The easiest way to see how to gather directory information is through an example:

#include <dirent.h>
#include <stdio.h>

void list_filenames(const char *dirpath)
    DIR *dp = opendir(dirpath);
    if (dp == NULL) return;

                   // loop through directory entries
    struct dirent *entry;
    while ((entry = readdir(dp)) != NULL) {



  • If you are used to C++, the struct dirent *entry; line might look a bit funny. In C, unless structs are typedef'd, you need to declare a variable using the struct tag. As with C++, structs access their members with dot or arrow notation, as in entry->d_name in the program above.

  • You must call the closedir function after you are done with a DIR pointer to release its resources. The opendir call both allocates dynamic memory and uses an entry in the file table. If you forget to close the DIR, those resources cannot be reclaimed. Run the code.c program under valgrind with and without the call to closedir(dp) and see what Valgrind has to say about this.

In your readme.txt file, answer the following questions:

  1. What does struct dirent define to be the maximum filename length?
  2. How many bytes of memory does Valgrind report are "lost" if a program does an opendir without a matching closedir?

Review and comment starter code

The file mywhich.c is given to you with an incomplete main function that sketches the expected behavior for the case when mywhich is invoked with no arguments. You are to first read and understand this code, work out how to change/extend it to suit your needs, and finally add comments to document your strategy.

Some questions you might consider for self-test: (do not submit answers)

  • What is the third argument to main? How do you determine the end of the envp array?
  • What is PATH_MAX? What is it used for?
  • If the user's environment does not contain a value for MYPATH, what does mywhich use instead?
  • Do you see anything unexpected or erroneous? We intend for our code to be bug-free; if you find otherwise, please let us know!

As per usual, the code we provide has been stripped of its comments and it will be your job to provide the missing documentation.

5. Implement the mywhich program

What does the which command do?

The which command searches for a command by name and reports where its matching executable file was found. Read its man page (man which) and try it out, e.g. which ls or which make or which vim. The response from which is the full path to the matching executable file or no output if not found.

It may not be obvious at first, but this search is intimately related to how commands are executed by the shell. When you run a command such as ls or vim, the shell searches for an executable program that matches that command name and then runs that program.

Where does it search for executables? You might imagine that it looks for an executable file named vim in every directory on the entire filesystem, but such an exhaustive search would be both incredibly inefficient and dangerously insecure. Instead, it searches only those directories that have been explicitly listed in the user's search path. The default search path includes directories such as /usr/local/bin/ and /usr/bin/ which house the executable files for the standard unix commands. (The name bin is a nod to the fact that executable files are encoded in binary).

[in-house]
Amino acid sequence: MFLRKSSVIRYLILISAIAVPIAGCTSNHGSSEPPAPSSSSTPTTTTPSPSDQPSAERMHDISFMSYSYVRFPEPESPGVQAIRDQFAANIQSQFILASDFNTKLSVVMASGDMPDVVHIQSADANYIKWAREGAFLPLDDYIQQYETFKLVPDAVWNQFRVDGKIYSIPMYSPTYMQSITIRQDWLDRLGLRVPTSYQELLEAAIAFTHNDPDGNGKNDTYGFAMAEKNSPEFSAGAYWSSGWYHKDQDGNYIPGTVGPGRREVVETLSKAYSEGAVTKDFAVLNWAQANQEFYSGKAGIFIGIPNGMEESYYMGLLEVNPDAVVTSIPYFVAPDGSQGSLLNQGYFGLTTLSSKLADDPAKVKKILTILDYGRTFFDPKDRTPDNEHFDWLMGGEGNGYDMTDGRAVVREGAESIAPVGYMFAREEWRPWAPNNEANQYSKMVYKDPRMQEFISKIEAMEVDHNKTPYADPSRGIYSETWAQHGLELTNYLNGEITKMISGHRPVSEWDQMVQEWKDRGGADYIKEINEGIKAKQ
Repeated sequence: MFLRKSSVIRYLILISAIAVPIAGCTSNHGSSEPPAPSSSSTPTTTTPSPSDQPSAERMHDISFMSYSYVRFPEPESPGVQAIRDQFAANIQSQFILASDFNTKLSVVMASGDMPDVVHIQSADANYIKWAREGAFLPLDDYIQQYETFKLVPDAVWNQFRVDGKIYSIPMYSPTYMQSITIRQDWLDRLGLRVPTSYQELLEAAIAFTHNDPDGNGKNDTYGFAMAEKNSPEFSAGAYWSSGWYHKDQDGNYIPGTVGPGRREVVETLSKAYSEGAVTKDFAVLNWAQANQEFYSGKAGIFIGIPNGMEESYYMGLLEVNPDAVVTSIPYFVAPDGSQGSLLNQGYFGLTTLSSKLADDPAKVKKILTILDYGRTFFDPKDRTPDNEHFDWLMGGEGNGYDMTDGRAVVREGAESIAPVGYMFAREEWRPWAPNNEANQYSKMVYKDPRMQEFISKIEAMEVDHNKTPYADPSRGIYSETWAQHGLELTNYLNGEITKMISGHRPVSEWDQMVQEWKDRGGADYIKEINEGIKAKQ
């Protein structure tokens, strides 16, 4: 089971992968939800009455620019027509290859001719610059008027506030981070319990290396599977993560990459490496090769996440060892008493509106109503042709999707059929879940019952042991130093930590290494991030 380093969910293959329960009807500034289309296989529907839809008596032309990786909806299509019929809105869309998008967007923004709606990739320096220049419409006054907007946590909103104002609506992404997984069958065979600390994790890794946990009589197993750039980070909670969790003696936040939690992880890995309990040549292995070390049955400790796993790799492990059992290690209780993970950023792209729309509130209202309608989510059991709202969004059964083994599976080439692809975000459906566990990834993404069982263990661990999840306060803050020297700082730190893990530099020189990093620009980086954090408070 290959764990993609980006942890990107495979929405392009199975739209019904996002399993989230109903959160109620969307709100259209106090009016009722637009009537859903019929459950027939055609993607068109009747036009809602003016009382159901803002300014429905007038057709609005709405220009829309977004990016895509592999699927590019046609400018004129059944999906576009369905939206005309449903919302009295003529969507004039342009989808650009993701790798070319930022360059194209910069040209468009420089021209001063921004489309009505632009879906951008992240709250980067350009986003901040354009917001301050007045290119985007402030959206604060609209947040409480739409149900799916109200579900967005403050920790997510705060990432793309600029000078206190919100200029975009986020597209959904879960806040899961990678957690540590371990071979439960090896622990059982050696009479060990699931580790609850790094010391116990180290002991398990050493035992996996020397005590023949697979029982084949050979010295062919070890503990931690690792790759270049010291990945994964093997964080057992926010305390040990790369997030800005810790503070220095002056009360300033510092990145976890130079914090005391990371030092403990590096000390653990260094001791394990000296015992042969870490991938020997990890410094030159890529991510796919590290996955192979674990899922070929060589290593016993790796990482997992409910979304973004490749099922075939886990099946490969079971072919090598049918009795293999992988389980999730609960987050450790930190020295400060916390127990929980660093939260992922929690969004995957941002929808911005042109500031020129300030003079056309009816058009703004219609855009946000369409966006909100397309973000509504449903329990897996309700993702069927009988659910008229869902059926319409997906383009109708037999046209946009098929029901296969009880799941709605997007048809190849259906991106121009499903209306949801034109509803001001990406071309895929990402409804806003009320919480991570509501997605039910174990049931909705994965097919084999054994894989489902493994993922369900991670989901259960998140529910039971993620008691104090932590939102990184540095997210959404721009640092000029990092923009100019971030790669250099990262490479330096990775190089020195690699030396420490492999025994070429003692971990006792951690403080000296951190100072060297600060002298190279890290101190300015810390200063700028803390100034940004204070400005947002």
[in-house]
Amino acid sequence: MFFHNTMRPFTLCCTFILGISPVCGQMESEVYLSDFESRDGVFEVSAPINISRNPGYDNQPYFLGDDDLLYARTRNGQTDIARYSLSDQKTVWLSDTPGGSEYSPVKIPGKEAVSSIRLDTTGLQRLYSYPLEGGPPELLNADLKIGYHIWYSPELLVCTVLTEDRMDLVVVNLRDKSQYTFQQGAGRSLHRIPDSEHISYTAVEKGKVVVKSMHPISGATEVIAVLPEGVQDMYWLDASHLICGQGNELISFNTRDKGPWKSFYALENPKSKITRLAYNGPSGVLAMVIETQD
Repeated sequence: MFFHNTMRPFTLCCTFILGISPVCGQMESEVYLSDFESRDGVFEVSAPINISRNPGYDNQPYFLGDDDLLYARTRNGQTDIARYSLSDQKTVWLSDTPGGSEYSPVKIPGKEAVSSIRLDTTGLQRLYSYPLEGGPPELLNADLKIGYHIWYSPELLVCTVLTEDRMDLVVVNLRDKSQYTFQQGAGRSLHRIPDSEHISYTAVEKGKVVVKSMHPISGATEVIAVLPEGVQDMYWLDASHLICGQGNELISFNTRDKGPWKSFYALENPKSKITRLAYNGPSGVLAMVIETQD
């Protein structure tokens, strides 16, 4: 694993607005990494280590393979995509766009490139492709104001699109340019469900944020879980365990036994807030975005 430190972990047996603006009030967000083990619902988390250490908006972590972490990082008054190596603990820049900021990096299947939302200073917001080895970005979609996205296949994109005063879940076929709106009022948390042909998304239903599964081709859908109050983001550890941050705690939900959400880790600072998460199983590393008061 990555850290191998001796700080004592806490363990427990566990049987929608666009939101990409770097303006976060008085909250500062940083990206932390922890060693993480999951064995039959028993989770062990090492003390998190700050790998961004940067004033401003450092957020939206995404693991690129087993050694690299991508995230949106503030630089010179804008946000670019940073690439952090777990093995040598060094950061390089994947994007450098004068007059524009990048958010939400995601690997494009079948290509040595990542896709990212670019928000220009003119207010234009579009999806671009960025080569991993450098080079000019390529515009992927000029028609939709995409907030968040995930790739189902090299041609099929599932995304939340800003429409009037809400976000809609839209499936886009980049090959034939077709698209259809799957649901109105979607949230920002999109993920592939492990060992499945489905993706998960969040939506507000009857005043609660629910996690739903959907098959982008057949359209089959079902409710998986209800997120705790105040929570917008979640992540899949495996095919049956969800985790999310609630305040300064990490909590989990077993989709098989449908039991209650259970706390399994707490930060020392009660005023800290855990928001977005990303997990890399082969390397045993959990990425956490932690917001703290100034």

The user can configure their search path by changing the value of their PATH environment variable. As you saw in lab2, environment variables track information like username (USER=zelenski) and the user's shell (SHELL=/bin/bash). The environment variable of particular interest for which is PATH=/usr/local/bin:/usr/bin:/bin:/usr/bin/X11:/usr/sbin:/sbin:/usr/games. The value for PATH is a sequence of directories separated by colons; these are the directories searched when looking for an executable. When looking for a command, which searches the directories in the order they are listed in the search path and stops at the first directory that contains a matching executable. In order to match, the file's name must be an exact match and the file must be readable and executable by the user.

How does mywhich operate?

The mywhich program you are to write is similar in operation to the standard which with these differences:

  • mywhich uses the environment variable MYPATH for the search path. If no such environment variable exists, it falls back to PATH. (Standard which always uses PATH as the search path)
  • mywhich invoked with no arguments prints the list of directories searched. (standard which with no arguments does nothing)
  • mywhich treats each command-line argument prefixed with a + as a wildcard match. (standard which has no option for wildcard match)
  • mywhich does not support the -a flag. (standard which -a prints all exact matches)

When invoked with no arguments, mywhich prints the directories in the search path, one directory per line. This use case is a testing aid to verify that you are accessing the correct environment variable and can properly tokenize it.

myth> ./mywhich 
Directories in search path:

When invoked with one or more arguments, mywhich searches the directories in the search path for an exact match for each argument. The sample output below shows invoking mywhich to find three executables. Two of them were found, but no executable named submit was found in any directory in the user's MYPATH and thus nothing was printed for it.

myth> ./mywhich xemacs submit cp